Paradise Art Glass, the studio of glass artist Shannon Muse, sits in one of Carbondale’s old neighborhoods under cathedral-like canopies of 100-year-old elms. To the south, Muse’s “Pillars of Light” grace the town library. To the north, her seven chakra pieces glow from within the gardens of True Nature Healing Arts. How must it feel to live and work between two such landmarks?
Visiting Muse’s studio is an experience. Her works-in-progress speak of gypsies, of industry, of roots in the land. One feels whimsy, magic, genius. The bone yard of materials stacked and stored include steel parts, found objects and salvaged bits that fuel creative impulse. Her medium stretches beyond glass; perhaps it’s light.
Drawn to archetypes, to the feminine and to spirit, Muse leads the visitor from piece to piece, gleefully unveiling what she has learned in fabricating each one.
Via her artistic evolution, Muse continues to delve into the mystical human experience. Not satisfied to simply create, she shares her knowledge and invests in others. Leo Johnson has been learning from Muse for several years, and he is instrumental in creating many Paradise Art Glass pieces.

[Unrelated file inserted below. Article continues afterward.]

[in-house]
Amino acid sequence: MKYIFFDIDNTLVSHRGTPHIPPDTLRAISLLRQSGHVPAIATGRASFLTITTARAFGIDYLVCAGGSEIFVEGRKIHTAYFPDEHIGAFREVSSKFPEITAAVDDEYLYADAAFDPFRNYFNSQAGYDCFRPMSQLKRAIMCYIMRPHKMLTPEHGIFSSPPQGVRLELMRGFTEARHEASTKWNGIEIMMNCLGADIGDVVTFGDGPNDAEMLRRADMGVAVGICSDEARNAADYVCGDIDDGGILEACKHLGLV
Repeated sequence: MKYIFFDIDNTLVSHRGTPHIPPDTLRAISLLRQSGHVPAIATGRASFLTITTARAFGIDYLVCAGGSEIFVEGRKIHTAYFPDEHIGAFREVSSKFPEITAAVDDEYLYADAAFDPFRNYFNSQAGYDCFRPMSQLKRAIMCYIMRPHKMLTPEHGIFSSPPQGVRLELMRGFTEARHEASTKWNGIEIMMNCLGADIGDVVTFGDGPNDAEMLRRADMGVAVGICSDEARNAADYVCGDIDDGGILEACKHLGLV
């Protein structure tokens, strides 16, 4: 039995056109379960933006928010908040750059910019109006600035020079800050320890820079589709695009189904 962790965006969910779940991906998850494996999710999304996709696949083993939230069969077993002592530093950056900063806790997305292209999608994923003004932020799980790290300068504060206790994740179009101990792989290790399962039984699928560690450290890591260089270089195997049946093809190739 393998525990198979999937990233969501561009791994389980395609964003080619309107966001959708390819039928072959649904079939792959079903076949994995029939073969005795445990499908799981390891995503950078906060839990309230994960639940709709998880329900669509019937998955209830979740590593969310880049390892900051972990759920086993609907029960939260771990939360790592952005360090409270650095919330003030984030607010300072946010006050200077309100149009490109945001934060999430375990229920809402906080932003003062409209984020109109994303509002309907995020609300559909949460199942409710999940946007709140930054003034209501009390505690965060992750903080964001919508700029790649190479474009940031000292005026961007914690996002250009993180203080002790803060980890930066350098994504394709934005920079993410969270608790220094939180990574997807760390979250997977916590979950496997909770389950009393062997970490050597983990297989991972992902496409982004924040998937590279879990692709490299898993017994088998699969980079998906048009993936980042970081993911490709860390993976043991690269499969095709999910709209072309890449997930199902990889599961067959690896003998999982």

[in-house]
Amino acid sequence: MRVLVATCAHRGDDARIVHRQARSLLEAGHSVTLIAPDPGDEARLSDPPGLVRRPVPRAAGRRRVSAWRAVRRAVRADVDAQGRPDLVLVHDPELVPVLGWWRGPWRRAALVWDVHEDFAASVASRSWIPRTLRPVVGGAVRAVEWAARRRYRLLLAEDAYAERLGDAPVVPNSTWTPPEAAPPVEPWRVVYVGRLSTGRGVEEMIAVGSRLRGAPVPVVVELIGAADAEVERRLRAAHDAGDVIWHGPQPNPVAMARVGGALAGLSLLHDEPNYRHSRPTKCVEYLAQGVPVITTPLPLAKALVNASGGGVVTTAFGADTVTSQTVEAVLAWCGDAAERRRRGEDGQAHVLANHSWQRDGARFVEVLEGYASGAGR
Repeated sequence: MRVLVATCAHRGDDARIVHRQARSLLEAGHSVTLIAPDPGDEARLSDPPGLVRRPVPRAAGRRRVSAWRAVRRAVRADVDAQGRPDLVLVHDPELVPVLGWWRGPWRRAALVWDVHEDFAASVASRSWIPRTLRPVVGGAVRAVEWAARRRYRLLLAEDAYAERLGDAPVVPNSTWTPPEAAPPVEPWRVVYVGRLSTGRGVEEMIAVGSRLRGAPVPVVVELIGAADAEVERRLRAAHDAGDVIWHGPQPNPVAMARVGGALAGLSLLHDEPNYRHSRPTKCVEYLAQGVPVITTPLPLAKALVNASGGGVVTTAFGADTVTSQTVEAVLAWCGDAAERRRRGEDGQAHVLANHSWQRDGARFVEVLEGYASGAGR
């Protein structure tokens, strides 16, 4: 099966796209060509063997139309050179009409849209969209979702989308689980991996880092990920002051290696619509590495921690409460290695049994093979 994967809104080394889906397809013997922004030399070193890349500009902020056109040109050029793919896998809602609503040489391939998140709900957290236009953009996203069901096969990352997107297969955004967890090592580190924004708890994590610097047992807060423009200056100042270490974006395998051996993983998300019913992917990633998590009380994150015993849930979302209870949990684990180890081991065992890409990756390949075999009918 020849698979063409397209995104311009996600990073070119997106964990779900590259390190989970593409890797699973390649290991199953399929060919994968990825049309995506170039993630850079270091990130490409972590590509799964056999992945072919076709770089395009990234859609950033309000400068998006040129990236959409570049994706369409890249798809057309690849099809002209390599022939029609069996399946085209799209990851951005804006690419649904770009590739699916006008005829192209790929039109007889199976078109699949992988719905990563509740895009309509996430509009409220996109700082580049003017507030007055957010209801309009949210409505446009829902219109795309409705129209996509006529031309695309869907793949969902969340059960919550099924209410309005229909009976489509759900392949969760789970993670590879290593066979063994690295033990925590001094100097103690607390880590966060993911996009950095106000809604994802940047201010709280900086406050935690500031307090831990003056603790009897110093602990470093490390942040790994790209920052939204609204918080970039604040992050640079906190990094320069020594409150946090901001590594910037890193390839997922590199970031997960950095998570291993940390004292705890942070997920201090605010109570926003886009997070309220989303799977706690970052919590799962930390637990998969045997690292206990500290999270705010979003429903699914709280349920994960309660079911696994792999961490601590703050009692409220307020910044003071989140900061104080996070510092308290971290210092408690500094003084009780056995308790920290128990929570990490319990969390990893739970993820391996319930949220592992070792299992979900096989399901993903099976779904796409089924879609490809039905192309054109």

Throughout the studio one finds the play of light. It sparkles from Muse and radiates from her body language as she’s barely able to contain her enthusiasm. It shines in her eyes, in her grin. To see an artist that unabashedly excited about her own work is a joy.
After a scintillating studio tour, Roaring Fork Lifestyle coaxed Muse to alight and answer some questions about her work.
What brought you to our valley?
I was born here and have several generations of ancestors who were farmers and ranchers.
Describe your art.
Here at Paradise Art Glass, my assistant, Leo Johnson and I, use glass and steel to create sculpture and art glass panels for private homes, sacred spaces and public places.
What inspires your art?
Nature, color and imbibing a place with atmosphere are important. I often have a desire to express universal ideas such as beauty, communion and expansion.
What is the concept behind it?
Light and the experience of an art piece that is alive with the interaction of time and place.
What piece are you most proud of and why?
My most recent piece, “Seeds,” is a culmination of a long-term dream. It represents the story of potential and how it becomes real in our lives.
Where can people view your art?
My work can be found at the Toklat Gallery in Basalt, at the Carbondale Branch Library, in the lobby of the Forest Service headquarters in Glenwood Springs, at the Valley View Hospital Cancer Center Chapel (seven panels), at St. Mary of the Crown Catholic Church in Carbondale, at St. Mary’s Parrish Catholic Church in Rifle, at True Nature Healing Arts in Carbondale and at the Launchpad in Carbondale (glass and steel sculpture on the south side of the building). It can also be seen in my Carbondale studio by appointment: 970.319.1939.